The advent of ridesharing services such as Uber, Lyft, and the countless others that have sprung up in the wake of the app-to-service model, have been hailed as ultra-convenient and affordable alternatives to traditional transportation like taxis and buses, but have also been criticized for their aggressive business tactics and competitiveness in their attempts to gain a larger market share. While there are obvious merits to both the praise and criticism, an increasing amount of attention has been paid to the effect these services have on drunk driving in areas that these rideshare companies serve.
While anecdotal evidence and the general assumption would seem to point to an obvious correlation between ridesharing and a reduction in DUI accidents and arrests, the truth is that it may be too soon to declare that they have had a noticeable impact. In fact, one can easily find studies that have been conducted over the past few years that have diametrically opposing conclusions, which leads us to believe that the data just isn’t stable yet.
According to a study from Western Carolina University, which studied the effects of Uber’s entry into 150 cities and counties, DWI arrests were reduced considerably (ranging from 15% to 62%) and a 16.6 decline in traffic fatalities. The study paid particularly close attention to the effect Uber’s service had on alcohol-related crashes, crashes during the evening, and the number of vehicular fatalities per 100,000 residents.
While the results from studies like the one above are convincing, there are conflicting studies that quickly make the overall picture much less clear. The American Journal of Epidemiology released research that compared drunk-driving fatalities on holidays and weekends in the U.S. before and after the introduction of Uber, Lyft, and other ridesharing companies. The study was conducted by scientists from the University of Southern California and Oxford University and focused on the 100 most populated metropolitan regions in the U.S.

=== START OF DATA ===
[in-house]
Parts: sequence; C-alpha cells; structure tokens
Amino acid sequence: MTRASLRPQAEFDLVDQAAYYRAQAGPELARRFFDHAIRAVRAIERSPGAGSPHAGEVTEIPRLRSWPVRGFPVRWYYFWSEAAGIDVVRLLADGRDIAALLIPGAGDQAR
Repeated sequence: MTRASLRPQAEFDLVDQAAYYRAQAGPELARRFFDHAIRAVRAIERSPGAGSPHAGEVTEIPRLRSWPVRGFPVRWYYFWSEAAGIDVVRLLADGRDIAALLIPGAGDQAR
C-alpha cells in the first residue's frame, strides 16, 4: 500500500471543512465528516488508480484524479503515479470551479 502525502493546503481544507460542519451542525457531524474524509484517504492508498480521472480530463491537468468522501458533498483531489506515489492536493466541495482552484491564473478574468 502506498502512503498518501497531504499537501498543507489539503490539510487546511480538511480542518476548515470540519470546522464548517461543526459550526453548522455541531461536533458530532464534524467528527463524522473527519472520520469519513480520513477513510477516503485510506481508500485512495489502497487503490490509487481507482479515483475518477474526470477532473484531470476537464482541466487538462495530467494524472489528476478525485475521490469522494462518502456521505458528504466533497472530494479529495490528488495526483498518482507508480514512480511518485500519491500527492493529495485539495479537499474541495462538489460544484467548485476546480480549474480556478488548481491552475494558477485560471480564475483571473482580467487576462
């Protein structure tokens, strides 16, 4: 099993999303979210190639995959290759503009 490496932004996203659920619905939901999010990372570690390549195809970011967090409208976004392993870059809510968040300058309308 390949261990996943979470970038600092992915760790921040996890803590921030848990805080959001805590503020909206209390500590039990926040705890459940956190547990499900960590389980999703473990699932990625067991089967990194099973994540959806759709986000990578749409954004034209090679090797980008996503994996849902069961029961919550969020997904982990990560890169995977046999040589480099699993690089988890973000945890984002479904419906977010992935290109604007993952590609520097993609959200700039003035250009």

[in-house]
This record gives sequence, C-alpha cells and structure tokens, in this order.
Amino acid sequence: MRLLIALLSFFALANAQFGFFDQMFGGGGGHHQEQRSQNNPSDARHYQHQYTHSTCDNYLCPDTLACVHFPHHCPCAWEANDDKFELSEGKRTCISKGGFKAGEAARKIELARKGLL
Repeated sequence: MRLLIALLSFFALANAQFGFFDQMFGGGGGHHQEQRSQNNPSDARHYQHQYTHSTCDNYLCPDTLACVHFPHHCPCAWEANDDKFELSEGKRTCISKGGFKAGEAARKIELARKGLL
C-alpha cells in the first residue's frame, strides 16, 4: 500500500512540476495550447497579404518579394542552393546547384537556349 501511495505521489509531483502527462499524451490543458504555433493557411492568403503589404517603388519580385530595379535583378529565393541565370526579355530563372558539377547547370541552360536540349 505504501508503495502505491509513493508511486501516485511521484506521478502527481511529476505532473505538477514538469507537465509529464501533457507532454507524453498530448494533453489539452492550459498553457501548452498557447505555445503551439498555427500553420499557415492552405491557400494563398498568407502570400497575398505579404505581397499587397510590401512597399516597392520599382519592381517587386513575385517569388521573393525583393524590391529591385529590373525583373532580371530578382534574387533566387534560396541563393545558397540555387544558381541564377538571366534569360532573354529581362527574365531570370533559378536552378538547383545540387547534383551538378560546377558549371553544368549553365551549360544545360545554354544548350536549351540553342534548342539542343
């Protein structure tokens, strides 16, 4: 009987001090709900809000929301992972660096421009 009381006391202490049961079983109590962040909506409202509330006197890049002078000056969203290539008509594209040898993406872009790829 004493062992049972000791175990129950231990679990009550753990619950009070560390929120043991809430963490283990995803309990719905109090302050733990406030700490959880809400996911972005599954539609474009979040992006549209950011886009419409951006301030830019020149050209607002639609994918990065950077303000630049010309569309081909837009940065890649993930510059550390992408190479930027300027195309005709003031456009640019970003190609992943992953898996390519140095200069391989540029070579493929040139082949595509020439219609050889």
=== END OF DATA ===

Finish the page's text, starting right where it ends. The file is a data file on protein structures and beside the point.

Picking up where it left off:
The results of this study were drastically different than the ones from the Western Carolina University study. “We found that the deployment of Uber services in a given metropolitan county had no association with the number of subsequent traffic fatalities, whether measured in aggregate or specific to drunk-driving fatalities or fatalities during weekends and holidays”, researchers say. Whether this was the result of people declining to use the ridesharing services despite the risks, a lack of available drivers to impact drinking and driving rates, or the simple switch of regular, responsible taxi riders to rideshare services, the results of this study show that there is reason to question rideshare companies’ claims of definitive results in the battle against drunk driving arrests and fatalities.
It seems that we will need a few more years to truly gather enough data to make a scientific decision on the effectiveness of ridesharing on DUI numbers, but if anecdotal evidence provided by Uber to the New York Post is to be believed, “80% of riders say that Uber has helped them personally avoid drinking and driving”. In any event, it seems that giving people more options to make responsible choices must be a good thing, even without overwhelming evidence to support it.